Everyone has heard the phrase “you can’t teach an old dog new tricks.” Dr. Nevsaria stated that is not the case with children. Some research has found that 80% of brain development occurs in the first three years of life; however, going back to the phrase, that is not necessarily accurate. Dr. Nevsaria stated, for example, that for a child adopted after the age of three, there is a huge potential for the amount of growth and development that can happen. However, it will take a lot more work, commitment, resources, and love from the parents and community resources, but of course, it is possible.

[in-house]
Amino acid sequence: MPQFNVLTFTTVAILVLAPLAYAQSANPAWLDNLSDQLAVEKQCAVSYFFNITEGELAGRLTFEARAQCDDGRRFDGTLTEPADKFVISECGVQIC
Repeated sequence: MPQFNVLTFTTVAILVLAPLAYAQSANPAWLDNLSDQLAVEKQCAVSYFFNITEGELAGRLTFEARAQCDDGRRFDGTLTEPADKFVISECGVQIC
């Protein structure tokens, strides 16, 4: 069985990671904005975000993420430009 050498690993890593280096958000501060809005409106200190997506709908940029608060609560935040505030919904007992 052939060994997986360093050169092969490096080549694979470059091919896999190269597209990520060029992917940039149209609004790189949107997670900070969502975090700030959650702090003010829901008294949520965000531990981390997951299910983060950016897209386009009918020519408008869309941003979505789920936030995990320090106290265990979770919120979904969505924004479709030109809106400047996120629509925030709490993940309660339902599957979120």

Dr. Nevsaria also discussed reading electronic books versus reading hard copy books. He stated that although some doctors believe there may be detrimental effects to reading media (on a kindle, phone, etc.), he has not read any published peer reviews to confirm that, although he maintains his focus on the detriment of distractions. He shared an example of a mom who runs many errands during the day. She has 50 books on her phone and knows she couldn’t possibly carry that many hard copy books. His opinion, stated in the podcast, is that the mom reading from her phone while out and about during the day is fine if it offers relationship, communication, and bonding with her child. When it becomes negative, he says, is when the device becomes a distraction. For example, an animal book that does all of the animal sounds on the electronic version copy versus parents needing to make the animal sounds themselves with the hard copy book. If the child gets distracted with the electronic version, without any human interaction, the child will sooner lose interest in the book. Potentially, the child will be distracted from reading and realize there are games on the device which may be more satisfying to the child. So while they are not intentionally harmful, electronic books may take away from the time and interaction between the parent and child.